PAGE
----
So wrote former Labour Party General Secretary Peter Watt in a piece over on Labour Uncut this week:
There is an arrogance at the heart of our politics that is going to make it difficult to really understand why we lost. It is an arrogance that says that we alone own morality and that we alone want the best for people. It says that our instincts and our motives alone are pure. It’s an arrogance that belittles others’ fears and concerns as “isms” whilst raising ours as righteous. We then mistakenly define ourselves as being distinctive from our opponents because we are morally superior rather than because we have different diagnoses and solutions. It is lazy, wrong and politically dangerous.
If you think that I am being harsh, just think about what we say about our opponents. We assume that they are all in it for themselves, that they are indifferent to the suffering of others. In fact, that they are quite happy to induce more suffering if it suits their malign ends. What we don’t think is that they may want the same things as us, but just have a different approach. Instead, we cast high-minded aspersions on their morality and humanity…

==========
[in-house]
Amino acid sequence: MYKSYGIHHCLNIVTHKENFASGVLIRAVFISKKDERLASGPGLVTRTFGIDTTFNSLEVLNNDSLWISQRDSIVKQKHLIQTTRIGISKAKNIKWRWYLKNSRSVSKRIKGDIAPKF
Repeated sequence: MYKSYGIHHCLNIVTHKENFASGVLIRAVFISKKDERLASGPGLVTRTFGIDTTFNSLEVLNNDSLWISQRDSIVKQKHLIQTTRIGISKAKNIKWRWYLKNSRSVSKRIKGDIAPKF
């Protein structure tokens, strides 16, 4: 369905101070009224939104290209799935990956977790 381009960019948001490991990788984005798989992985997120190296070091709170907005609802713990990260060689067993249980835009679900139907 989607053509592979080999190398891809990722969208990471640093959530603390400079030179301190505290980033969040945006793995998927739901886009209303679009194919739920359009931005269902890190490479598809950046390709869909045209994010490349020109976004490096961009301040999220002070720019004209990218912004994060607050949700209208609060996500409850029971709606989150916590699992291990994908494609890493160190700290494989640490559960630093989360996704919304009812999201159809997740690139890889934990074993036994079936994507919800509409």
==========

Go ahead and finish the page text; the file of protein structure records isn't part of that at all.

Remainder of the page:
But not all of people’s hopes and aspirations may chime with our rigid moral code. And, increasingly, voters are less tribal in their political allegiances. In fact, most people are probably not even habitual voters for a single party, never mind being tribal. If we are really to connect with enough voters (such that they vote for us in winning numbers at the next general election), then we will have to find ways of understanding their moral sense of the world. We can’t just condemn or patronise everyone as not understanding just because they say or feel things with which we don’t agree.